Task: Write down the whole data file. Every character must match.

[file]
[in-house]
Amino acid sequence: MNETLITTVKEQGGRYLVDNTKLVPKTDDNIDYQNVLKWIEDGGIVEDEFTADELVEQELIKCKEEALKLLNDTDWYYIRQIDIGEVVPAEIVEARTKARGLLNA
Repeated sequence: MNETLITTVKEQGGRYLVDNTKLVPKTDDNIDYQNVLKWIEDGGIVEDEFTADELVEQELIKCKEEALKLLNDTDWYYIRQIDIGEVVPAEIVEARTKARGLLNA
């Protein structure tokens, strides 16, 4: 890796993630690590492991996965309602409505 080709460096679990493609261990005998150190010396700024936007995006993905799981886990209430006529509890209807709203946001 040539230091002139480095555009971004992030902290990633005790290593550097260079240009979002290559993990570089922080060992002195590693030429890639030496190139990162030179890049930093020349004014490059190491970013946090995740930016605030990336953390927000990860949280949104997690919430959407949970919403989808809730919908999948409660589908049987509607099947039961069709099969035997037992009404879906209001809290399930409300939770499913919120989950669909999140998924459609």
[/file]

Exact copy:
[in-house]
Amino acid sequence: MNETLITTVKEQGGRYLVDNTKLVPKTDDNIDYQNVLKWIEDGGIVEDEFTADELVEQELIKCKEEALKLLNDTDWYYIRQIDIGEVVPAEIVEARTKARGLLNA
Repeated sequence: MNETLITTVKEQGGRYLVDNTKLVPKTDDNIDYQNVLKWIEDGGIVEDEFTADELVEQELIKCKEEALKLLNDTDWYYIRQIDIGEVVPAEIVEARTKARGLLNA
């Protein structure tokens, strides 16, 4: 890796993630690590492991996965309602409505 080709460096679990493609261990005998150190010396700024936007995006993905799981886990209430006529509890209807709203946001 040539230091002139480095555009971004992030902290990633005790290593550097260079240009979002290559993990570089922080060992002195590693030429890639030496190139990162030179890049930093020349004014490059190491970013946090995740930016605030990336953390927000990860949280949104997690919430959407949970919403989808809730919908999948409660589908049987509607099947039961069709099969035997037992009404879906209001809290399930409300939770499913919120989950669909999140998924459609």